The finance ministry seems to have aroused the ire of EPF holders once again. After rolling back the controversial EPF tax that angered the masses because of withdrawal restrictions, the finance ministry has now decided on a lower interest rate for EPF. Contrary to the proposed interest rate of 8.8% by EPFO’s CBT (Central Board of Trustees), the finance ministry has approved an 8.7% rate of interest for EPF.
In a written reply to the Lok Sabha, the Labour Minister Bandaru Dattatreya said, “The (EPFO’s apex decision-making body) CBT, at its meeting held in February 2016, has proposed an interim rate of interest at 8.8 per cent to be credited to the accounts of Employees’ Provident Fund subscribers for 2015-16. The Ministry of Finance has, however, ratified an interest rate of 8.7 per cent.”
This is the first time the finance ministry hasn’t agreed to the interest rate proposed by the CBT. This is the lowest the interest rate has been in the last 3 years. In 2013-14 and 2014-15, the EPFO had provided an interest rate of 8.75%. The rate of interest was 8.5% in 2012-13 and 8.25% in 2011-2012.
As per the EPFO’s estimates (worked out in September), it was projected that the body could easily pay an interest rate of 8.95%. Despite a demand for a 9% rate of interest from the employees’ representatives, the CBT provided an interim rate of 8.8% for 2015-16 at the meeting held in February 2016. Mr. Dattatreya had also assured the EPFO that the interim interest rate would not be revised downward for 2015-16.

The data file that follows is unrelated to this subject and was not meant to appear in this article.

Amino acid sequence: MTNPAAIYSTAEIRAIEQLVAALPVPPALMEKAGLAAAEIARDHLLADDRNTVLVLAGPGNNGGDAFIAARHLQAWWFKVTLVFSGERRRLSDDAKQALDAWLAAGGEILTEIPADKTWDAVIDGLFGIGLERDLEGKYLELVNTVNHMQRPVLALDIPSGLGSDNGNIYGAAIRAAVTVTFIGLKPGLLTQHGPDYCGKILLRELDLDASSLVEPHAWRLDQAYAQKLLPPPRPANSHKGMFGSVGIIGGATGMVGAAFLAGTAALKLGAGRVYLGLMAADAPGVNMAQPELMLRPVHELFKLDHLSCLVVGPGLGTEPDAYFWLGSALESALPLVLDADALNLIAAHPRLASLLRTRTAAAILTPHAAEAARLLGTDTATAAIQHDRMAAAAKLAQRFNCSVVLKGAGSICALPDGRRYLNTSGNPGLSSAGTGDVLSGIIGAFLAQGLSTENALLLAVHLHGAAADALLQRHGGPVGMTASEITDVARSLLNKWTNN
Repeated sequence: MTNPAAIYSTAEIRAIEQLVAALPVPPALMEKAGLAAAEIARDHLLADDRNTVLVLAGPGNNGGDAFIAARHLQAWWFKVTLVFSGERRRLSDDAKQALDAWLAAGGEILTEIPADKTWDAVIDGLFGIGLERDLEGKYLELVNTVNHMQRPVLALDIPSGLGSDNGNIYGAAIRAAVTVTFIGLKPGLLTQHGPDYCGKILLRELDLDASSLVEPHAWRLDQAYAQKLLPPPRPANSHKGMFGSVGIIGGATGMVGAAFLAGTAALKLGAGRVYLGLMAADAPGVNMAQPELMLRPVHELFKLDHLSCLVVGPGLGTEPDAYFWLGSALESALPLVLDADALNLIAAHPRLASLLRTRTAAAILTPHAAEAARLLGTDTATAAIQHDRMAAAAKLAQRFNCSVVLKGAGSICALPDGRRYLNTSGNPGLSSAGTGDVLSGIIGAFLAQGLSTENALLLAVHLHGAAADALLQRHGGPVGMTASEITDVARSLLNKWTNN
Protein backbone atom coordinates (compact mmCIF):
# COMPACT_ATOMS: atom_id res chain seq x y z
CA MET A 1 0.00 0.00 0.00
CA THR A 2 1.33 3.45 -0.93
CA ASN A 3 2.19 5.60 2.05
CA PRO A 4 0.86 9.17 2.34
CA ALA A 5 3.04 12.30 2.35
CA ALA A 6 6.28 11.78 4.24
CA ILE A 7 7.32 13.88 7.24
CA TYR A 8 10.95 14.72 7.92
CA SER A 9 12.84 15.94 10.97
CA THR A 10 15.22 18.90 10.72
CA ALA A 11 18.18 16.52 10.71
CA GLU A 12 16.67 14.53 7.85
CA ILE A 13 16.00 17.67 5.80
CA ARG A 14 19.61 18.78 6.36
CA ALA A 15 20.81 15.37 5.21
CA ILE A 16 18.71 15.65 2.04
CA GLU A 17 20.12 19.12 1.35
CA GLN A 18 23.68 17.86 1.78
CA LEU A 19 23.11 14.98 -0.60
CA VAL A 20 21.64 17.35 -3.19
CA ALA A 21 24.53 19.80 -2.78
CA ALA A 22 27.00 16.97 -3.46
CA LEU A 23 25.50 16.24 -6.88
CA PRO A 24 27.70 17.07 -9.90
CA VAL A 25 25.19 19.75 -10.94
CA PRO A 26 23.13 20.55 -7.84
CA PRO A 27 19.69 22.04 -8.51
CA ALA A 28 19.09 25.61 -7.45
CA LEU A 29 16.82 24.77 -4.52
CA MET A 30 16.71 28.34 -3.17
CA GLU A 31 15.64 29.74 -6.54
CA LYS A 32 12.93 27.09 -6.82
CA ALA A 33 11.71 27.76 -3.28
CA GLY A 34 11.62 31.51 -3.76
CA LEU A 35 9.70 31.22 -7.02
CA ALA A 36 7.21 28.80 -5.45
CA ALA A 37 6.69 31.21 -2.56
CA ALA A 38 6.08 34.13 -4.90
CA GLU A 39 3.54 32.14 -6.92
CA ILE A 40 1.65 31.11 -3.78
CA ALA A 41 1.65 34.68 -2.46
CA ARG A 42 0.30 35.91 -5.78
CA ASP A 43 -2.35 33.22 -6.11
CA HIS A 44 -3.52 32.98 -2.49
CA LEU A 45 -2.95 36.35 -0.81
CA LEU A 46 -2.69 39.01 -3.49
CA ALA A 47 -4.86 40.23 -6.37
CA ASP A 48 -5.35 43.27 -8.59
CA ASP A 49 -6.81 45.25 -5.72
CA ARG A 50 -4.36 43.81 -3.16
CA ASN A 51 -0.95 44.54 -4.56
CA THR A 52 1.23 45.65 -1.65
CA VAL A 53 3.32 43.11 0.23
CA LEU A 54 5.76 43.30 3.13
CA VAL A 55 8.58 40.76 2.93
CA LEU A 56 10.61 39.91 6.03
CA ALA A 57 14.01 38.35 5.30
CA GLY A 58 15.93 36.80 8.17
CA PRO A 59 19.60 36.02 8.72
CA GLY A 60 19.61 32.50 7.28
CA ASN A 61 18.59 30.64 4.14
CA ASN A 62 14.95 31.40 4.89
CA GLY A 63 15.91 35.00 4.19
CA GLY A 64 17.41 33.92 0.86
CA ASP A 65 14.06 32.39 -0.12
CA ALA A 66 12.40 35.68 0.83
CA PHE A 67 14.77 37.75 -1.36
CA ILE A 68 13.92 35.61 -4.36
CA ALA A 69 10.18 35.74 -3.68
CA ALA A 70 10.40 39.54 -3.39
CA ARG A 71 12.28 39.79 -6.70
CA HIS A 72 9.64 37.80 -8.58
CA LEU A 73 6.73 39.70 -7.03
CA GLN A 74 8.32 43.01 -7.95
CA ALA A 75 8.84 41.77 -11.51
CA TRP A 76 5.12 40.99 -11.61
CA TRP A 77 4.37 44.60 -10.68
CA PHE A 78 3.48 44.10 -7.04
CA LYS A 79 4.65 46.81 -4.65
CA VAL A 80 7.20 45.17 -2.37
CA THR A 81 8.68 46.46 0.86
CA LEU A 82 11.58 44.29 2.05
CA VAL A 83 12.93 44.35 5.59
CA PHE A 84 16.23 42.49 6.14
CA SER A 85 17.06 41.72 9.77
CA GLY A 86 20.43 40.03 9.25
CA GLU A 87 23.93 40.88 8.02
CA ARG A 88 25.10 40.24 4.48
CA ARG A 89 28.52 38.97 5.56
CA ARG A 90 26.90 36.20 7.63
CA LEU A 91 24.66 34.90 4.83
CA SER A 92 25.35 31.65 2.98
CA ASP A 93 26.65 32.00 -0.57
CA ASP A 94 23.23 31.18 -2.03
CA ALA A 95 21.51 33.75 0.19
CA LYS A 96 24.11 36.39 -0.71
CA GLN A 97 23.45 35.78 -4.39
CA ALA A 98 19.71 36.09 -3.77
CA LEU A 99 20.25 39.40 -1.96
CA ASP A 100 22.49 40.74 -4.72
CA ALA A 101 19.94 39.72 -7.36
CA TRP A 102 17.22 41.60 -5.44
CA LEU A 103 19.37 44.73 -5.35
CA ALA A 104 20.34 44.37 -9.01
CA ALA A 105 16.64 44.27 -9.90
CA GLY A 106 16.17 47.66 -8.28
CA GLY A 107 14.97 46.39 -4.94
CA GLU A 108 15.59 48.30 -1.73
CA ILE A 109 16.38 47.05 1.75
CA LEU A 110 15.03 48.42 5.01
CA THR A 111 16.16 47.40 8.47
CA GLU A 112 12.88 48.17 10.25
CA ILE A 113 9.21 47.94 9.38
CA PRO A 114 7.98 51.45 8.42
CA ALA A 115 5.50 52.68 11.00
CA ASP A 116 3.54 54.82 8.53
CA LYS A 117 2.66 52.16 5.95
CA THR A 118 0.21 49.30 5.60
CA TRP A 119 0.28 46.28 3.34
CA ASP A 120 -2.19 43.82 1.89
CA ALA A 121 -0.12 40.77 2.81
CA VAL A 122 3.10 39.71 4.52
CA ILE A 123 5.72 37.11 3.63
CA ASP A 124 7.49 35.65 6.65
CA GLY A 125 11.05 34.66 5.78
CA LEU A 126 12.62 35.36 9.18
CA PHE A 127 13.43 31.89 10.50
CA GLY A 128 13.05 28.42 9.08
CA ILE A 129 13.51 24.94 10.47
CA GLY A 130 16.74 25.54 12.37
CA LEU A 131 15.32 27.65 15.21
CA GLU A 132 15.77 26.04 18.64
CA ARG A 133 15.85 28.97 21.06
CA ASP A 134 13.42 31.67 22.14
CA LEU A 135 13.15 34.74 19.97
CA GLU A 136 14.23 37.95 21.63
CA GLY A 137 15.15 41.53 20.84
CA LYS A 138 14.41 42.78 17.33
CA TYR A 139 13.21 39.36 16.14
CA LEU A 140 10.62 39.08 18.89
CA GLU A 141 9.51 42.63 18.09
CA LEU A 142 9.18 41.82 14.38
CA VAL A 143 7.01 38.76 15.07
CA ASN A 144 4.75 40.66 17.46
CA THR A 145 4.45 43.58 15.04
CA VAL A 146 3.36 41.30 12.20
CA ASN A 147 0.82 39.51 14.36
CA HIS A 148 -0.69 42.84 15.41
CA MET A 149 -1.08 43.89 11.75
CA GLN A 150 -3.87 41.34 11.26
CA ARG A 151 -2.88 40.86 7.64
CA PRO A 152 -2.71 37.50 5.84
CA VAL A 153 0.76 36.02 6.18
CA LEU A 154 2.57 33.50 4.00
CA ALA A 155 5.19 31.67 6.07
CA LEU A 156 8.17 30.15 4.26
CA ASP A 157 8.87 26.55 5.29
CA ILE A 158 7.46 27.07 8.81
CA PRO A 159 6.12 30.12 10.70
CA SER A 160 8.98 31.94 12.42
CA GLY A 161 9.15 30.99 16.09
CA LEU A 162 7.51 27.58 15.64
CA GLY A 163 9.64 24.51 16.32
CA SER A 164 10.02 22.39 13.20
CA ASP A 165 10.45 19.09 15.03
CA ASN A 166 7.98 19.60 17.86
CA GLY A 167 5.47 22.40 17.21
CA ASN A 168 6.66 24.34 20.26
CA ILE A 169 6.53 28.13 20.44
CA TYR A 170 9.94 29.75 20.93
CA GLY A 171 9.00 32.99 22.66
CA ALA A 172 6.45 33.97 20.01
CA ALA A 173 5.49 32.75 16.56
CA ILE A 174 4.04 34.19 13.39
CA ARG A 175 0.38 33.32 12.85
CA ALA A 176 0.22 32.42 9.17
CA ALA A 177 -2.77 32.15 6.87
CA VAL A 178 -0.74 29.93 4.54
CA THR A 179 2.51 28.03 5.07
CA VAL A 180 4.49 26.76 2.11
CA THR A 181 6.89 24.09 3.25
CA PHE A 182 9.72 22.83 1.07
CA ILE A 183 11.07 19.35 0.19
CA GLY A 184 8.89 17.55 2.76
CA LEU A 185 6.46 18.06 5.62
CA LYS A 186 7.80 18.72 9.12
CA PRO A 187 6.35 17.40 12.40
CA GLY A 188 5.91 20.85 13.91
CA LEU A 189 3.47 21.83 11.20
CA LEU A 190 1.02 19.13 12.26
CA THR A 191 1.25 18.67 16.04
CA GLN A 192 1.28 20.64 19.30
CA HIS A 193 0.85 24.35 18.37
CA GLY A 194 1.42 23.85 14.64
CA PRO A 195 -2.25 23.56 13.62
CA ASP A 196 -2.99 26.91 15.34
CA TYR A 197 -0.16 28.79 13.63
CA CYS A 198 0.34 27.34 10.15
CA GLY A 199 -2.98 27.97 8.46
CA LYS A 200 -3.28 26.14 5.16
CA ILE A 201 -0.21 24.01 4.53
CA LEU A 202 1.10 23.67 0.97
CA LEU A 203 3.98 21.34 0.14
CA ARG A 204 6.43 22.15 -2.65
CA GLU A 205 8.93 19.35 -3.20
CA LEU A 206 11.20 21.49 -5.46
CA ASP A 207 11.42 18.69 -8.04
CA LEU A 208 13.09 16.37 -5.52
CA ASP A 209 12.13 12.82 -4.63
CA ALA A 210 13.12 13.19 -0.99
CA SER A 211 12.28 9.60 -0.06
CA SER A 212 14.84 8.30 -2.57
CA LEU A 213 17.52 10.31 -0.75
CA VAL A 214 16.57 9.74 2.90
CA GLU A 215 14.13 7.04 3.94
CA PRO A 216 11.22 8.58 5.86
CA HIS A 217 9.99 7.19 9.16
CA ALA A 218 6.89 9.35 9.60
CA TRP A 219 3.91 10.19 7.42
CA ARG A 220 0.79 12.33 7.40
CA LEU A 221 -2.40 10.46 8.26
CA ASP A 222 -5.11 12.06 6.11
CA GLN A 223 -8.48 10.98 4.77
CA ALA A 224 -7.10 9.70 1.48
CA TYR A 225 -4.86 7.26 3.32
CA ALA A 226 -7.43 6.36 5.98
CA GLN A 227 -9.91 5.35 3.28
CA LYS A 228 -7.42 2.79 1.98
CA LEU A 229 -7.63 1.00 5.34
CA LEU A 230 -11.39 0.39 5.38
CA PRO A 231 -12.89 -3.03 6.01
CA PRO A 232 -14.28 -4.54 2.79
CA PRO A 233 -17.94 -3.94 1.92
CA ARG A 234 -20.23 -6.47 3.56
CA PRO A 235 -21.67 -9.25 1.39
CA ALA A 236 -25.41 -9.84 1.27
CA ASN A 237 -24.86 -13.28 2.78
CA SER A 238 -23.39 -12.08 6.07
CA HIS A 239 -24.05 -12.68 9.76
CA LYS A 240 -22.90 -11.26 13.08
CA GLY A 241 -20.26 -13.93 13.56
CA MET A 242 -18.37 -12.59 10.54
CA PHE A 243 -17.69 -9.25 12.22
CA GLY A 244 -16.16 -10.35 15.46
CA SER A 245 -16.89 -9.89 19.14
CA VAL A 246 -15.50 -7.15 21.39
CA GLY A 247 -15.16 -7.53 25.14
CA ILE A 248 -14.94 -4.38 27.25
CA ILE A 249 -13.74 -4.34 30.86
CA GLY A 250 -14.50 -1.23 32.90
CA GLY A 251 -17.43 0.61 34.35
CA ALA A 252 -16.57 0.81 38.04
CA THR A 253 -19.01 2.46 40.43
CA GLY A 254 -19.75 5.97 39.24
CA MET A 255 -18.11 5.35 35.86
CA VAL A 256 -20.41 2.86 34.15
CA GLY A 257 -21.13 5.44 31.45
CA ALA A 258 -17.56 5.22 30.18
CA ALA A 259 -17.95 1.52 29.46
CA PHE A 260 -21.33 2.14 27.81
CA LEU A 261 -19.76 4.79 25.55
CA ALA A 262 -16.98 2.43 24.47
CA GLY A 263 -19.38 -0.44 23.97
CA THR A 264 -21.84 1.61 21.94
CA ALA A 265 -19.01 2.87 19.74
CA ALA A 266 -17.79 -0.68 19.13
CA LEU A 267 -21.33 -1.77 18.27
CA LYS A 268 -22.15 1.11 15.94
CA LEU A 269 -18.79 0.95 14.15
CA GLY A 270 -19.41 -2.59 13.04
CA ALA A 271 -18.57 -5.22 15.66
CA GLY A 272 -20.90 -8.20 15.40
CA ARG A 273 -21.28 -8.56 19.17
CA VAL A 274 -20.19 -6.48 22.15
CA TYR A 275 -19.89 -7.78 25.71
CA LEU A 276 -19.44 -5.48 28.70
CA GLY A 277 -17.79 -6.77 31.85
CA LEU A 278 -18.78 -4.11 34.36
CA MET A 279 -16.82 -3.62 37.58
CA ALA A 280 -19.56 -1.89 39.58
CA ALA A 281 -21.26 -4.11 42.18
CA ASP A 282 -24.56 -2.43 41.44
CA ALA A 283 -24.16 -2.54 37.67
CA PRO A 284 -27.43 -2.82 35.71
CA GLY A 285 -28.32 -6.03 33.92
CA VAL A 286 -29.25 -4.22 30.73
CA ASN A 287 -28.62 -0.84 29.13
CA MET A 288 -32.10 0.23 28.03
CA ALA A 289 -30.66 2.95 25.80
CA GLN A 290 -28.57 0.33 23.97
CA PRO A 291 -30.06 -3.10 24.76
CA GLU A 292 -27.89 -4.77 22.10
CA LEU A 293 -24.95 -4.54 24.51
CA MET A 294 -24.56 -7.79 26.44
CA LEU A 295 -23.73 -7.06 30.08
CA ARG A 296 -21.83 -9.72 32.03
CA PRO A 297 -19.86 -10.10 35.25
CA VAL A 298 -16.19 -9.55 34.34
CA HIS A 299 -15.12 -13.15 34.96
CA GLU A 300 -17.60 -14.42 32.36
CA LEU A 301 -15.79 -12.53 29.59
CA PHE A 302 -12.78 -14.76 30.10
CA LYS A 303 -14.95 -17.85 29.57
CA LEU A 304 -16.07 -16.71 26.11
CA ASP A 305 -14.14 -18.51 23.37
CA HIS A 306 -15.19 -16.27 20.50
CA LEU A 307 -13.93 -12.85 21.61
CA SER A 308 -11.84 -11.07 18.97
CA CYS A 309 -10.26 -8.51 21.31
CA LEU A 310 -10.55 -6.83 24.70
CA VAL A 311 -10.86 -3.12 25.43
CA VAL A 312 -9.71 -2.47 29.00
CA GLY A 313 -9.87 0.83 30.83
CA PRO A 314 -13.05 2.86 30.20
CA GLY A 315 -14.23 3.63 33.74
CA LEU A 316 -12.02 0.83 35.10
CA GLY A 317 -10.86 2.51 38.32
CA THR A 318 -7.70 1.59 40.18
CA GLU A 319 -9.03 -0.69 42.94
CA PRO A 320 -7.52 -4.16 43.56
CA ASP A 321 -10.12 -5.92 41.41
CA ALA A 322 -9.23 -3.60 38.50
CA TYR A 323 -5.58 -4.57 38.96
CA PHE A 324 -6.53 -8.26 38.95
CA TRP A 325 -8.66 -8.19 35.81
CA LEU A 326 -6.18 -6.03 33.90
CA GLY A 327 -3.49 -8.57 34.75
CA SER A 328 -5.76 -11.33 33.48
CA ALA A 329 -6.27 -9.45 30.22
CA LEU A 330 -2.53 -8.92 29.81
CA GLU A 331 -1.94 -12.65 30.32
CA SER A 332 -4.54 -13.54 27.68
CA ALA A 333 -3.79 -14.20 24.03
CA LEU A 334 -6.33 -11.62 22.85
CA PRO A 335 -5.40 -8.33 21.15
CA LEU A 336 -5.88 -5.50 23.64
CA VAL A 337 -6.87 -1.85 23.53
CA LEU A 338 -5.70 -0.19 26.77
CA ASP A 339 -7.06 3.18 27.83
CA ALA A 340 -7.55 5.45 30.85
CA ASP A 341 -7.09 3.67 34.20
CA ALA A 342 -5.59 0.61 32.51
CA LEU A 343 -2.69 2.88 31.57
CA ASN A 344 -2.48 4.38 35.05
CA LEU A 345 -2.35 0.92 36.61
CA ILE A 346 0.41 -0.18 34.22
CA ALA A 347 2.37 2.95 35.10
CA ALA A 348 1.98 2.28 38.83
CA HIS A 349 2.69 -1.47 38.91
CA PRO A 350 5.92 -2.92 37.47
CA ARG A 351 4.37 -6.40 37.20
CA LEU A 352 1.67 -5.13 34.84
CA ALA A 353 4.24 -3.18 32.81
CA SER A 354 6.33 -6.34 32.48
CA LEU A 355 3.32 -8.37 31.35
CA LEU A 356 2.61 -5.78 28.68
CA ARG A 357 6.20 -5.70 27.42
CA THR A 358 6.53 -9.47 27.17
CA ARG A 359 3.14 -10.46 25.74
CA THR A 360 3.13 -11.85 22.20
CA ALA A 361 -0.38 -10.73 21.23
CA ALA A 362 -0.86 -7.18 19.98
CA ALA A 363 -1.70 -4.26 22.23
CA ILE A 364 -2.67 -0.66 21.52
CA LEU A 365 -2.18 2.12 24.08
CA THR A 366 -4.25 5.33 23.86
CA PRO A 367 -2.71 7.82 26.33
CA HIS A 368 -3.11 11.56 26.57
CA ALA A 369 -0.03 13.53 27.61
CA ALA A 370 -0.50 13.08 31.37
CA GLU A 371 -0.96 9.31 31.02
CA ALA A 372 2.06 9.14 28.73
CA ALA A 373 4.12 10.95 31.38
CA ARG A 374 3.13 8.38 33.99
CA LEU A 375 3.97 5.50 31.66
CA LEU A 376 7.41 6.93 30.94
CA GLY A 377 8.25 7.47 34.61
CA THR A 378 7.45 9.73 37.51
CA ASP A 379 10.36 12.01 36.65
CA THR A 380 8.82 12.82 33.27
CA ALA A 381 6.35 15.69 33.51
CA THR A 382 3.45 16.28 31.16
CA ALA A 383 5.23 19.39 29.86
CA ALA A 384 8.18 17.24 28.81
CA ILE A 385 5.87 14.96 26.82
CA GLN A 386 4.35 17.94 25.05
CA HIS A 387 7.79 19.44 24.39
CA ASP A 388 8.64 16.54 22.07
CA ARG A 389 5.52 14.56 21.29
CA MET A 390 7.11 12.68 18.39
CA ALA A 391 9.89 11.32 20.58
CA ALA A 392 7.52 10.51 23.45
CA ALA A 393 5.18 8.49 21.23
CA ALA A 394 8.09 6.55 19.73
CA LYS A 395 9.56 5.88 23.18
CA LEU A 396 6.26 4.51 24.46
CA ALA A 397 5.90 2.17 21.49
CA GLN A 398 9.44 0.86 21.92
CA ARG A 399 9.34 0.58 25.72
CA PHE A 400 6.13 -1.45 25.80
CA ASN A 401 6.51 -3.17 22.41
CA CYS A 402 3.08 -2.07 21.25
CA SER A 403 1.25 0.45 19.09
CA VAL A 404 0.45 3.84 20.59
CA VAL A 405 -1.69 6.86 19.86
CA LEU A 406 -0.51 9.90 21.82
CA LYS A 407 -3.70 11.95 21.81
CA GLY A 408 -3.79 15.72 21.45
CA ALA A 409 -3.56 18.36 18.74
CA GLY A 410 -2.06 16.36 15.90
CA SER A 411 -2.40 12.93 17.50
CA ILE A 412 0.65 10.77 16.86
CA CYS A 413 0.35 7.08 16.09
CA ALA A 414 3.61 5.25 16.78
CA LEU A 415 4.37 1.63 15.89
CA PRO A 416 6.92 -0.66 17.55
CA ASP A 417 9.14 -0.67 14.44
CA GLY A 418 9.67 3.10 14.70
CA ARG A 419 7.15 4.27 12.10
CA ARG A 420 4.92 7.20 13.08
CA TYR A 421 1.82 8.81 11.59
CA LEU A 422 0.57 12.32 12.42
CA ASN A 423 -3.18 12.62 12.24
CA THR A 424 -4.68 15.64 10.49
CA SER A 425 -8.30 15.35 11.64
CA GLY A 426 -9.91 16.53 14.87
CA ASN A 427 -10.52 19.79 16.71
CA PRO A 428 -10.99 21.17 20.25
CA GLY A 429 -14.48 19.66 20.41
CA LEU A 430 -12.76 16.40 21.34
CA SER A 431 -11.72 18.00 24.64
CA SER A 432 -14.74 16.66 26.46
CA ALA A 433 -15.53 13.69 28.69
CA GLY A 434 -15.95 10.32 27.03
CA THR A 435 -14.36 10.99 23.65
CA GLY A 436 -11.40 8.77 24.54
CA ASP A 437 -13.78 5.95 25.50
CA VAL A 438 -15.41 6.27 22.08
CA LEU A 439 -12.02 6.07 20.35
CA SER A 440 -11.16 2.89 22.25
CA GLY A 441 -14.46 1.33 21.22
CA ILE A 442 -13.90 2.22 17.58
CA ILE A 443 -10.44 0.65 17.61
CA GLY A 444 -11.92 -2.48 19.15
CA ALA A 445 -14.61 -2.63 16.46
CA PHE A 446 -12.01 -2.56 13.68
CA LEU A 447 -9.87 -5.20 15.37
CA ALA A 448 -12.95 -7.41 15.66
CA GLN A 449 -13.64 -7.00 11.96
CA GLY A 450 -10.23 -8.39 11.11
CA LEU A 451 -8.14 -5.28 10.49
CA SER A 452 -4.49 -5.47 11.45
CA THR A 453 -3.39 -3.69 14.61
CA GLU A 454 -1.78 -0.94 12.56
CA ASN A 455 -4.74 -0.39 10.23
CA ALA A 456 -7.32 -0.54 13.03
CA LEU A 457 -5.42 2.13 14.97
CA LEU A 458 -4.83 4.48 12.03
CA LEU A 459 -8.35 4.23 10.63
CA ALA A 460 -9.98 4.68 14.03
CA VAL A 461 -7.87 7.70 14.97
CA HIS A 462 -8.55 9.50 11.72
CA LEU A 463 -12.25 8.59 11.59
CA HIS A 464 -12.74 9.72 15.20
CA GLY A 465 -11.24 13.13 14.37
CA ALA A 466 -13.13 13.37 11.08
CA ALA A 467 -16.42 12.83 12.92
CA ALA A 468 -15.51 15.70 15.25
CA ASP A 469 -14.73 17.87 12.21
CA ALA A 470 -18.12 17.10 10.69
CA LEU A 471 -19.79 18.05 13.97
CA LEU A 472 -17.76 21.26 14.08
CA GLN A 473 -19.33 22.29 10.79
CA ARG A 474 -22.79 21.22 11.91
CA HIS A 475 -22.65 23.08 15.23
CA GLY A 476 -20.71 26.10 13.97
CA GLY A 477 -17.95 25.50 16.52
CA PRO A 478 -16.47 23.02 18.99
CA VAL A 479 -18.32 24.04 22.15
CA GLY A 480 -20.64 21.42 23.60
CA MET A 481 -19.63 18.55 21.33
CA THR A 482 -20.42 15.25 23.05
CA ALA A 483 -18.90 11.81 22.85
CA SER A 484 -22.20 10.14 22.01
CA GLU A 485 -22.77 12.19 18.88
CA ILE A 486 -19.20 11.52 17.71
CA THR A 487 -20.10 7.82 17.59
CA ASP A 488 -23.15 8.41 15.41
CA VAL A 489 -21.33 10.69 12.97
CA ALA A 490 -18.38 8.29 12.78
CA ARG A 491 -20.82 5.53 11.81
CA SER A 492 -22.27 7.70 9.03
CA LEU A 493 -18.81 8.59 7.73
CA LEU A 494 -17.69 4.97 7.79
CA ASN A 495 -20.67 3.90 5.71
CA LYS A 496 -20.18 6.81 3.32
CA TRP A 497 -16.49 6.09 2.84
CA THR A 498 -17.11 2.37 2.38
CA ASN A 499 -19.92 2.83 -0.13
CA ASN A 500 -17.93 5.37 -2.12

Until now, the finance ministry used to approve the EPFO’s proposed interest rate as a matter of protocol. The revision of the interest rate from the one suggested by the labour ministry and the EPFO, is likely to invite the common man’s wrath, yet again.
Additional Reading: Now Withdraw From EPF Without Restrictions
After the EPF tax rollback, we can only watch and wait; will the finance ministry increase the interest rate, if put under pressure again, or will it stick to its guns this time?
UPDATE: EPFO has approved an interest rate of 8.8% after protests from trade unions.